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Queen’s researchers investigate new ‘targeted therapy’ for Paediatric Acute Myeloid Leukaemia

Researchers at Queen’s University Belfast are investigating new approaches to target paediatric Acute Myeloid Leukaemia (AML) to improve the treatment and outcome for patients.

The findings have been recently published in Scientific Reports.

Leukaemia is the most common childhood cancer and paediatric AML can affect any age group from new-born infants to young people aged 18 – 25 years. Around 70 new cases of paediatric AML are diagnosed every year in the UK, which accounts for 15 per cent of children’s leukaemia cancer cases.

The patients with paediatric AML most at risk are children aged below two years; the risk in children aged two to nine years is lower; and it then rises through the adolescent years, with cases higher in boys than in girls.

The five-year survival rate for paediatric AML is very poor at approximately only 60 per cent of those diagnosed. This is compounded by using treatments with severe side effects for young patients including vomiting and hair loss.

Researchers at the Patrick G Johnston Centre for Cancer Research at Queen’s have identified a new drug combination which could be more time and cost effective in fighting paediatric AML and could also spare young patients the harsh side effects from treatment.

Professor Ken Mills, project lead at Queen’s University Belfast said: “Traditionally a generic combination of chemotherapy drugs and steroid medicines is administered to treat patients with paediatric AML. Our research aimed to provide a more targeted therapy. We found that the programmed cell death pathway was a potential target and identified that the specific drug combination of ABT-737, a Bcl-2 family inhibitor with Purvalanol A, a CDK inhibitor, together were a potential targeted therapy for AML patients with molecular abnormalities of the MLL and FLT3 genes.

“Our findings have the potential to reduce the cost, resource-intensity and time associated with the identification of novel combination therapies. This could reduce the time of drug development and enable previously untested and novel drug combinations to be tested and identified, contributing to a more rapid implementation into the clinic. This would overall improve outcomes for patients with paediatric AML.”

Dr Katrina Lappin, lead author on the paper from Queen’s University said: “The overall survival for children with AML is around 60 per cent, however these patients are treated with harsh chemotherapeutics which, for a significant number of patients do not work and often when they are successful result in acute side effects and perhaps more importantly chronic side effects later in life. The aim of this research was to identify more targeted combination therapies to further improve survival rates and reduce the side effects. The approach we have used of large-scale combination screening reduces the costs associated with resources and the time to identify new drug combinations, which is normally a long and labour-intensive journey.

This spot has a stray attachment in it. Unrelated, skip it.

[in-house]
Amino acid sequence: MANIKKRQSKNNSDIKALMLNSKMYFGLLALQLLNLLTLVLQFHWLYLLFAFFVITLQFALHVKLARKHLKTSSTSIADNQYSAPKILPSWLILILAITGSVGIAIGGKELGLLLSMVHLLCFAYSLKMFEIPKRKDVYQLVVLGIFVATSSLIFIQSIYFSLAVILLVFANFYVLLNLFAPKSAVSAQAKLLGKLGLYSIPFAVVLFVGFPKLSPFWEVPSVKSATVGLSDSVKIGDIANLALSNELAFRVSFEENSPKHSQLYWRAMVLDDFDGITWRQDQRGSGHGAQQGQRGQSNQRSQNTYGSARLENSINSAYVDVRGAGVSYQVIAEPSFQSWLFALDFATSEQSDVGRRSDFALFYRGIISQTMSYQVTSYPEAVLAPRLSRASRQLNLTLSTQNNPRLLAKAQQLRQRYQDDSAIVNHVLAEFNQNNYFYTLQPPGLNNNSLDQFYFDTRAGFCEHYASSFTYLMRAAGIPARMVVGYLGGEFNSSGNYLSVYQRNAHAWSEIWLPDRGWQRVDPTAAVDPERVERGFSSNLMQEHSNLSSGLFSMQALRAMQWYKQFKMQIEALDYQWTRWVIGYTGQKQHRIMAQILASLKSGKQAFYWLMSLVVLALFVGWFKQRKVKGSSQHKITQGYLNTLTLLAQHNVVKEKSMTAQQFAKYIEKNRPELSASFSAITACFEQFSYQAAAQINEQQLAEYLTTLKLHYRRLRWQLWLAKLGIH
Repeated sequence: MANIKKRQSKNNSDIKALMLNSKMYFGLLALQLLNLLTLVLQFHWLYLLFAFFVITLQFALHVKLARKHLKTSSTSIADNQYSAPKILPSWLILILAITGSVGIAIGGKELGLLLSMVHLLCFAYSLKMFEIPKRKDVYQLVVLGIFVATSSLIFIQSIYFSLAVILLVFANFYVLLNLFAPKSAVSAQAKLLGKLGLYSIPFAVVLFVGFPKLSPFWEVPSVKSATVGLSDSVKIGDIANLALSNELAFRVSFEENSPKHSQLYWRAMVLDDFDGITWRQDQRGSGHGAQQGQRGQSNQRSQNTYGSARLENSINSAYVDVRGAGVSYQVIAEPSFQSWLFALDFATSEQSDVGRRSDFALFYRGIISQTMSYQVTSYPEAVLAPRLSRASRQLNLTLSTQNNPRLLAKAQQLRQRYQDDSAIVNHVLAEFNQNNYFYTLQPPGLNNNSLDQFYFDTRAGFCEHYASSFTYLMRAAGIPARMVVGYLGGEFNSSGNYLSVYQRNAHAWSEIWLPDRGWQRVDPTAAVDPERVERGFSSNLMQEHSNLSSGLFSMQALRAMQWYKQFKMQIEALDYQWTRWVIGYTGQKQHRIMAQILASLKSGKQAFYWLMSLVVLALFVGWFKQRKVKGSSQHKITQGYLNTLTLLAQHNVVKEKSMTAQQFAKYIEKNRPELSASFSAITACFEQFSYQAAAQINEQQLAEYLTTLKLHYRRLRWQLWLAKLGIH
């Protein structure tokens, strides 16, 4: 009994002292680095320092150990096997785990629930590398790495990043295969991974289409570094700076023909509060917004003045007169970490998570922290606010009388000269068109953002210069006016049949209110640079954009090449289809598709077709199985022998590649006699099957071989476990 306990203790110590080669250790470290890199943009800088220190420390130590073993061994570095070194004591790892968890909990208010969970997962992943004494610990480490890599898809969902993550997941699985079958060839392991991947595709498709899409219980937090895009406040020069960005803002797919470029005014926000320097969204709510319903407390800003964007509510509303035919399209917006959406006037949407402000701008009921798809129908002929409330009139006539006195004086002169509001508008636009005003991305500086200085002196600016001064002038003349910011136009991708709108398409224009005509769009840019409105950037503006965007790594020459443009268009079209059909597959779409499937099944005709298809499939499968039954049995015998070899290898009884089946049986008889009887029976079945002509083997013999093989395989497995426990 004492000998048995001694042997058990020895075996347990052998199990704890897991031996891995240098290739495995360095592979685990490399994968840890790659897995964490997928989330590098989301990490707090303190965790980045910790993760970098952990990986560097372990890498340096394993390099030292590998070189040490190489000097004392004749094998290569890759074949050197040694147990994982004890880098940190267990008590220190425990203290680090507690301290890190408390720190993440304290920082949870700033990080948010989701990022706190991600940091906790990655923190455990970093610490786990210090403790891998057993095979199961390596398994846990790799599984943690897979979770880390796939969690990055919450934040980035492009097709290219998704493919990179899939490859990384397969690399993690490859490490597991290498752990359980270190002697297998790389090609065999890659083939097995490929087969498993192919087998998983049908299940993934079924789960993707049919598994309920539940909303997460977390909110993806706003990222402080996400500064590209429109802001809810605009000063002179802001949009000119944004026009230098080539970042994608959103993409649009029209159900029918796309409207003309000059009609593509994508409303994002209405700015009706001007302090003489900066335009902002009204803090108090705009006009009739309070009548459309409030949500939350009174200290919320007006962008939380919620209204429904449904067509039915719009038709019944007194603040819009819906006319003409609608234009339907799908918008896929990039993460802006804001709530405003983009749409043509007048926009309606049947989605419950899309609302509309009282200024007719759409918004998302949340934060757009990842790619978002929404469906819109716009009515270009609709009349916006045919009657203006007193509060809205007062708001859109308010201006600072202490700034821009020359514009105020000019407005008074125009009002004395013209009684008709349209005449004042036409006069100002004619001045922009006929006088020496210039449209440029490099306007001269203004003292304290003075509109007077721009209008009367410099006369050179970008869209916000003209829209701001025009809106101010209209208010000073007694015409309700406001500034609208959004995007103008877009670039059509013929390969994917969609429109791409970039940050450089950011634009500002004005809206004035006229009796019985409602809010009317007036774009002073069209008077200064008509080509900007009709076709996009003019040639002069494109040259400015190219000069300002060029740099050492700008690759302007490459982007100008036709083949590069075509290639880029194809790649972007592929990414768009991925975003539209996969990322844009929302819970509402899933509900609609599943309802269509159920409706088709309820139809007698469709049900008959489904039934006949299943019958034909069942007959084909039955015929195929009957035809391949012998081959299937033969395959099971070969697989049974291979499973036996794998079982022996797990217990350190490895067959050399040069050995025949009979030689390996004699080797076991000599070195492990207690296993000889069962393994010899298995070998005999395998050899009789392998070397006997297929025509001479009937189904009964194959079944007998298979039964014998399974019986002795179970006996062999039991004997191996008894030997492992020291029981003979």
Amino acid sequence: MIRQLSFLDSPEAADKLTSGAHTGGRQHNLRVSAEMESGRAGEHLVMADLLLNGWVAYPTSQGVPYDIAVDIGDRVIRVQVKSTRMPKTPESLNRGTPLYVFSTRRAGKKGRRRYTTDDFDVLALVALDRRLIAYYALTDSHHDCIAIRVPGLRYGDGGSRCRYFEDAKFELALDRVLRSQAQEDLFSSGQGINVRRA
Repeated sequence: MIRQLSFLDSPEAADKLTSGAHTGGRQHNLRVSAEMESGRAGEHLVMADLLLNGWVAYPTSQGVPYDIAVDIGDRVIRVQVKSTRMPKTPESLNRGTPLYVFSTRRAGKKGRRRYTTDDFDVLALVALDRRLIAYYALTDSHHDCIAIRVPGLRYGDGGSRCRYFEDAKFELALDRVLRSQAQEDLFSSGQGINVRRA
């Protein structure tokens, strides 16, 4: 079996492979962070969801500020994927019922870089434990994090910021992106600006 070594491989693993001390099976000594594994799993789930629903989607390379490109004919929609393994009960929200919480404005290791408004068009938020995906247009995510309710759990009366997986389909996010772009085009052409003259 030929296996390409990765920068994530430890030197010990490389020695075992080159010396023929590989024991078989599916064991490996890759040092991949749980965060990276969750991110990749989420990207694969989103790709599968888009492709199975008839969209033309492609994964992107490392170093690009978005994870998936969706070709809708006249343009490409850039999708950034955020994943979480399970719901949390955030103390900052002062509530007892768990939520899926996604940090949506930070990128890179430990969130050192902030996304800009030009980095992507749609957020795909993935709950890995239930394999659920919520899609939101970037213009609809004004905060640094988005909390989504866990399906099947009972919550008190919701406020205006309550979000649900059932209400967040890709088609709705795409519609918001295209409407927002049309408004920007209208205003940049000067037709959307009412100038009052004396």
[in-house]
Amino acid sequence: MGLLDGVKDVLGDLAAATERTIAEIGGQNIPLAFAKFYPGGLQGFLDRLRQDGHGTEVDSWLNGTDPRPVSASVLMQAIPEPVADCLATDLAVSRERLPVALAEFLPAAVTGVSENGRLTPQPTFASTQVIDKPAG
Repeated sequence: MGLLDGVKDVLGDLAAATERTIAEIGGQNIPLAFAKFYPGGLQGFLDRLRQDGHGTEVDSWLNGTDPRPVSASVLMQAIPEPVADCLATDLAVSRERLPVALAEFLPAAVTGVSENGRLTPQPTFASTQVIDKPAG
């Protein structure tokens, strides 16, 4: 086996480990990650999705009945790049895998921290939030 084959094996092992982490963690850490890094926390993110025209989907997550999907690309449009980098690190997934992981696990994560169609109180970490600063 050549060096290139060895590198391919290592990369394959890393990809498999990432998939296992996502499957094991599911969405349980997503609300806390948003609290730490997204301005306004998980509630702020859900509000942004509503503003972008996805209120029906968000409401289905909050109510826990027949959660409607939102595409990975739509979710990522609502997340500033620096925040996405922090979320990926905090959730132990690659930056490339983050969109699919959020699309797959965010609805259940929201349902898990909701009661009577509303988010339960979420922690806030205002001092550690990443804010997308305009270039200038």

“I hope this innovative approach for identifying drug combinations will be of benefit to children and young adults with cancer and leukaemia.”

The research was funded by the Little Princess Trust, whose funding is administered by the Children’s Cancer and Leukaemia Group.

Phil Brace, Chief Executive Officer of The Little Princess Trust commented: “We are very pleased to have been able to fund this vital work. Although paediatric AML is relatively rare, there are still a significant number of children who are affected by the disease. Therefore, the news of any advances which could potentially lead to kinder and more effective treatments to improve their chance of survival gives significant hope for the future."

Ashley Gamble, Chief Executive from the Children’s Cancer and Leukaemia Group said: “We’re delighted to have been able to support this work through our partnership with The Little Princess Trust. Paediatric AML has significantly lower survival than some other paediatric cancers, and children that do survive are often left with lifelong side effects as a result of harsh treatments. This promising research offers hope for both reducing the side effects and improving survival, and we look forward to seeing the next phase of this research getting underway.”

The findings will next be validated through a clinical trial process. The full paper is available in the journal, Scientific Reports:


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